The french Johann Zarco (Ducati Desmosedici GP21) and Fabio Quartararo (Yamaha YZR M 1) they did the full at the end of the first training day of the MotoGP French Grand Prix that this weekend is held at the Le Mans circuit, without public attendance due to the worsening of the pandemic situation in France.
Zarco set a best time on his penultimate lap of 1: 31.747, just 95 thousandths faster than his compatriot Fabio Quartararo, who had been the fastest almost during the entire second round.
As it happened in Moto3, at the first change all the MotoGP riders “threw to the trash” the records of the first free round, being able to roll with the asphalt completely sex at the beginning of the second session, in which the first to set the reference, how could it be otherwise, was the Frenchman Fabio Quartararo (Yamaha YZR M 1).
Quartararo rolled in 1: 33.025, almost five tenths of a second ahead of Spaniard Alex Rins (Suzuki GSRX RR), 1: 33.478, and more than a second compared to Maverick Viñales (Yamaha YZR M 1), who on his next lap, the fourth, was already nine thousandths behind the Suzuki rider.
But it did not take long for Fabio Quartararo to lower his record again, who on the fourth lap stopped the clock at 1: 32.689, again chased by Alex Rins and Maverick Viñales, as another Spaniard, Aleix Espargaró (Aprilia RS-GP), he would crash on the fifth lap at turn three and had to return to his workshop on the service road in search of his second bike.
And it was not the last fall of the oldest of the Espargaró brothers, who next week will have to operate on his problems with the “compartment syndrome” in his right arm, because just a few minutes later and at the same point, turn three, he was going to the floor again to his despair, although this time he was able to return to his workshop on his Aprilia.
At that same point, turn three, the world leader, the Italian Francesco “Pecco” Bagnaia (Ducati Desmosedici GP21), went flat shortly after.
Quartararo lowered his personal best once again by shooting 1: 32.120, which gave him an advantage of almost six tenths of a second over his immediate pursuer, the Japanese Takaaki Nakagami (Honda RC 213 V), ahead of Alex Rins, Pecco Bagnaia, Maverick Viñales, Joan Mir, Johann Zarco and the Spanish Pol Espargaró and Marc Márquez, from the repsol Honda team, and Alex Márquez (Honda RC 213 V).
Márquez was another of the involuntary protagonists of the session, although in his case he did not fall because he went straight at turn eight and practically then returned to his workshop to check the condition of his motorcycle.
Another one who tested the hardness of the asphalt was the great local favorite, Fabio Quartararo, who fell at turn three, like almost everyone – Alex Rins also suffered a mishap at that point shortly after – and could not start the motorcycle again to return to his workshop and repair the damage, although his first position did not seem like danger, while he had to go back down the service road to get on his second motorcycle.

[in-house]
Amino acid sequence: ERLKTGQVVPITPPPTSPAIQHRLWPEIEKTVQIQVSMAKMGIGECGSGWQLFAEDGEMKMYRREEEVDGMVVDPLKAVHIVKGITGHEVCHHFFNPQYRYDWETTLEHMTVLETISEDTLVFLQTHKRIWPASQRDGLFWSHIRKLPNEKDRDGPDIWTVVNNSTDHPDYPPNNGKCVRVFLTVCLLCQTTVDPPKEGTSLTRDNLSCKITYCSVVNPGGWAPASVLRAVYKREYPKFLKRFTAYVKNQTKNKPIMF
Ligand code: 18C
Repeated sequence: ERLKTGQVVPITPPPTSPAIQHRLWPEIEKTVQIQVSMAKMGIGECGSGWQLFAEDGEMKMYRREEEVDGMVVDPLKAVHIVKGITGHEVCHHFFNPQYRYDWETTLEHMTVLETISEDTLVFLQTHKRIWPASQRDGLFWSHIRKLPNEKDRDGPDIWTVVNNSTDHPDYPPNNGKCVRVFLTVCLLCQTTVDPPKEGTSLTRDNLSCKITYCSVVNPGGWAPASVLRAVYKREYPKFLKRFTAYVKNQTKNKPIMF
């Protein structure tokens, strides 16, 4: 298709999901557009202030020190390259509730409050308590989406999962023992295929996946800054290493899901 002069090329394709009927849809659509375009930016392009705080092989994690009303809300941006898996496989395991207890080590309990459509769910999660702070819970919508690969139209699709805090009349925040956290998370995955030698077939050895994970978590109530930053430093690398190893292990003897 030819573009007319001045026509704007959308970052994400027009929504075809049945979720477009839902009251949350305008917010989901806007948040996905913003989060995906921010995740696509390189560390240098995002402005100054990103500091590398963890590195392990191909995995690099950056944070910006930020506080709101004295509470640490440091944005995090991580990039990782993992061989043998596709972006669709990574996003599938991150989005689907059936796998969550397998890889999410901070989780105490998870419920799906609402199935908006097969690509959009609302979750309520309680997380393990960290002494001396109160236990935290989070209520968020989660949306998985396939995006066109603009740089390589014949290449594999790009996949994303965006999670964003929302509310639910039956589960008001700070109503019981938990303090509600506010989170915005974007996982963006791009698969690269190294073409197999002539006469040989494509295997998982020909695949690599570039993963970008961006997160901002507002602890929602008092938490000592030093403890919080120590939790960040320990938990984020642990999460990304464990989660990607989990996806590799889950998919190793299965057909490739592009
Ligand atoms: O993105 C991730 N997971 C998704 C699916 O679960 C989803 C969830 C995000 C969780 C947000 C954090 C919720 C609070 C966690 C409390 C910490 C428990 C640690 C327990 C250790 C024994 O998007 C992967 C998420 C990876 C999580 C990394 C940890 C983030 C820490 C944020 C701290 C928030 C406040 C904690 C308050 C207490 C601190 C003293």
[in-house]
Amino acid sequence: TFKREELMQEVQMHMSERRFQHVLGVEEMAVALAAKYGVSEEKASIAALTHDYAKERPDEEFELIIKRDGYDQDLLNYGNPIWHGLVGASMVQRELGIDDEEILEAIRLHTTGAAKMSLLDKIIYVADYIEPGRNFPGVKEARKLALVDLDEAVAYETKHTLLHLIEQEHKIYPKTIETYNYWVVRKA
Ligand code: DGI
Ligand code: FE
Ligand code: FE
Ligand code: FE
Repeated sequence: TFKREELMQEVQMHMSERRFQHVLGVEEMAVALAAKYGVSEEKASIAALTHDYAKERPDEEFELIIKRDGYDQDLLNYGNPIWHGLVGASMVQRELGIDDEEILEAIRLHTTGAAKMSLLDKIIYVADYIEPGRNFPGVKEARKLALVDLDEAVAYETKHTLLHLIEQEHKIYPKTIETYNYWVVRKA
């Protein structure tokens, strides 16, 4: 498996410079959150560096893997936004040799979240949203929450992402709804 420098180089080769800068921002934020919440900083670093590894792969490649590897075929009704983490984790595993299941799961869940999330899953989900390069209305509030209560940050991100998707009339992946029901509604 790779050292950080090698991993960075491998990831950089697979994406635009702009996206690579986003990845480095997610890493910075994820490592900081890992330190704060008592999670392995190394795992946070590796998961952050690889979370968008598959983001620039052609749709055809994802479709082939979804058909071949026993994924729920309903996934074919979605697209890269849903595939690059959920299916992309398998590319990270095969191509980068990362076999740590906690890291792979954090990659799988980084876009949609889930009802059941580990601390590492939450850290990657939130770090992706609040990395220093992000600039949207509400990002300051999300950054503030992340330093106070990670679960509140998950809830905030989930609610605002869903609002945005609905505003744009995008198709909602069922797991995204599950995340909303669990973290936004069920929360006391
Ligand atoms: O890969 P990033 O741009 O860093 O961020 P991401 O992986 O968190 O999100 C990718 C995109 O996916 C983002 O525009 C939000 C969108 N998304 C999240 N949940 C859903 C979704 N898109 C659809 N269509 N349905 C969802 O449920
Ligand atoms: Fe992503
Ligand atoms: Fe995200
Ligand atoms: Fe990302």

Another of those who crashed in those moments was the Australian Jack Miller (Ducati Desmosedici GP21), in his case at turn seven, although he was able to recover the motorcycle, start it and return to his workshop, although at that time he was thirteenth and was out of the second direct classification.
Viñales managed to win the position to Nakagami to place second but more than four tenths of a second behind Quartararo’s record, who remained solid in the first position until the lowering of the checkered flag, despite seeing how some of his fastest laps were canceled by Race Direction when they exceeded the limits of the circuit.
Quartararo improved his personal best to roll in 1: 31.842 almost in the same lap in which the world champion Joan Mir (Suzuki GSX RR) also went through the floor, although in turn eight, and his compatriot Johann Zarco (Ducati Desmosedici GP21) was second, but still with a fast lap ahead in which he clambered into first place by running at 1: 31.747.
The third place went to the Spanish Maverick Viñales, followed by Pol Espargaró (Repsol Honda RC 213 V), and the Italian Franco Morbidelli (Yamaha YZR M 1), the Portuguese Miguel Oliveira (KTM RC 16), Australian Jack Miller (Ducati Desmosedici GP21), Marc Márquez (Repsol Honda RC 213 V), Valentino Rossi (Yamaha YZR M 1) and Nakagami placed in the second direct classification.
The two Suzuki riders, Alex Ribs -11th- and Joan Mir -13th-, as well as “Pecco” Bagnaia, Aleix Espargaró or the South African Brad Binder (KTM RC 16), among the official factory riders, were left out. .
Iker Lecuona (KTM RC 16) finished fifteenth, with Alex Márquez (Honda RC 213 V), seventeenth, ahead of Tito Rabat (Ducati Desmosedici GP21), substitute for the injured Jorge Martín.
Eddie is an Australian news reporter with over 9 years in the industry and has published on Forbes and tech crunch.